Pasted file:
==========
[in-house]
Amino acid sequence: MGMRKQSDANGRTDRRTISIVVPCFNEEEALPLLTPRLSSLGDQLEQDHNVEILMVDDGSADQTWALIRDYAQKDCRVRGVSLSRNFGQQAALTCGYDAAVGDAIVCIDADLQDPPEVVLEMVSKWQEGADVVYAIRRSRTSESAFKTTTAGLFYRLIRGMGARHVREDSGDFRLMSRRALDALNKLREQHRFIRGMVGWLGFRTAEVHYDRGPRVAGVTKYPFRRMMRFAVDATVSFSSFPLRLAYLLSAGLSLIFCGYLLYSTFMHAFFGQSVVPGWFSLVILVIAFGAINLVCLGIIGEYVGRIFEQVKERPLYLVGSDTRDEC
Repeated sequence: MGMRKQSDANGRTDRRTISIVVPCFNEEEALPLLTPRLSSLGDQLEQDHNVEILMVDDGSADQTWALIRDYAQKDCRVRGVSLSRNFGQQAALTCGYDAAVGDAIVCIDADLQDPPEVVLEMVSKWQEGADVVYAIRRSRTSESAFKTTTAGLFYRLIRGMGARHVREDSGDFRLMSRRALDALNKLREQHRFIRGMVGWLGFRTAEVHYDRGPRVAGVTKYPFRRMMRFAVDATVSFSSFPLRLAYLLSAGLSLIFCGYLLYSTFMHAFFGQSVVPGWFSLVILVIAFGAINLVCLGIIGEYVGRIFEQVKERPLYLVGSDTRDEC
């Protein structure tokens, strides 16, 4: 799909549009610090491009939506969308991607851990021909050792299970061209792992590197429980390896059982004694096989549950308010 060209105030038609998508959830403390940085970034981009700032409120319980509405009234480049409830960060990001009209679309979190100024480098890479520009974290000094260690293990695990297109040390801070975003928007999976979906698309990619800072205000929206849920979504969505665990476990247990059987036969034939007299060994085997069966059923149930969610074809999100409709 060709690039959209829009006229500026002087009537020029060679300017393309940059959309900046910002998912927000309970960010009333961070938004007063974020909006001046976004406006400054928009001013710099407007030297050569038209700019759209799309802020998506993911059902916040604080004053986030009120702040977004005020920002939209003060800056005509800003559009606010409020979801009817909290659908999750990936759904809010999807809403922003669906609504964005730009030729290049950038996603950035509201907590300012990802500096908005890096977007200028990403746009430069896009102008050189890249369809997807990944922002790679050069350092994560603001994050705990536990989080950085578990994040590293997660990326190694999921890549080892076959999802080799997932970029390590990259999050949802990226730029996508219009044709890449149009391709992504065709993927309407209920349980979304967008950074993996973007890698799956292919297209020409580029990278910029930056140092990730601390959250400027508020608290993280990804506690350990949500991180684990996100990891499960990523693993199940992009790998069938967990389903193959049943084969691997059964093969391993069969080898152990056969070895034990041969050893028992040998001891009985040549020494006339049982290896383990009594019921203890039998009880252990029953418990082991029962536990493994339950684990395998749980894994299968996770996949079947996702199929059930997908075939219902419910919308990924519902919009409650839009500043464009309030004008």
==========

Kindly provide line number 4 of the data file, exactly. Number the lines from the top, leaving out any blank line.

């Protein structure tokens, strides 16, 4: 799909549009610090491009939506969308991607851990021909050792299970061209792992590197429980390896059982004694096989549950308010 060209105030038609998508959830403390940085970034981009700032409120319980509405009234480049409830960060990001009209679309979190100024480098890479520009974290000094260690293990695990297109040390801070975003928007999976979906698309990619800072205000929206849920979504969505665990476990247990059987036969034939007299060994085997069966059923149930969610074809999100409709 060709690039959209829009006229500026002087009537020029060679300017393309940059959309900046910002998912927000309970960010009333961070938004007063974020909006001046976004406006400054928009001013710099407007030297050569038209700019759209799309802020998506993911059902916040604080004053986030009120702040977004005020920002939209003060800056005509800003559009606010409020979801009817909290659908999750990936759904809010999807809403922003669906609504964005730009030729290049950038996603950035509201907590300012990802500096908005890096977007200028990403746009430069896009102008050189890249369809997807990944922002790679050069350092994560603001994050705990536990989080950085578990994040590293997660990326190694999921890549080892076959999802080799997932970029390590990259999050949802990226730029996508219009044709890449149009391709992504065709993927309407209920349980979304967008950074993996973007890698799956292919297209020409580029990278910029930056140092990730601390959250400027508020608290993280990804506690350990949500991180684990996100990891499960990523693993199940992009790998069938967990389903193959049943084969691997059964093969391993069969080898152990056969070895034990041969050893028992040998001891009985040549020494006339049982290896383990009594019921203890039998009880252990029953418990082991029962536990493994339950684990395998749980894994299968996770996949079947996702199929059930997908075939219902419910919308990924519902919009409650839009500043464009309030004008």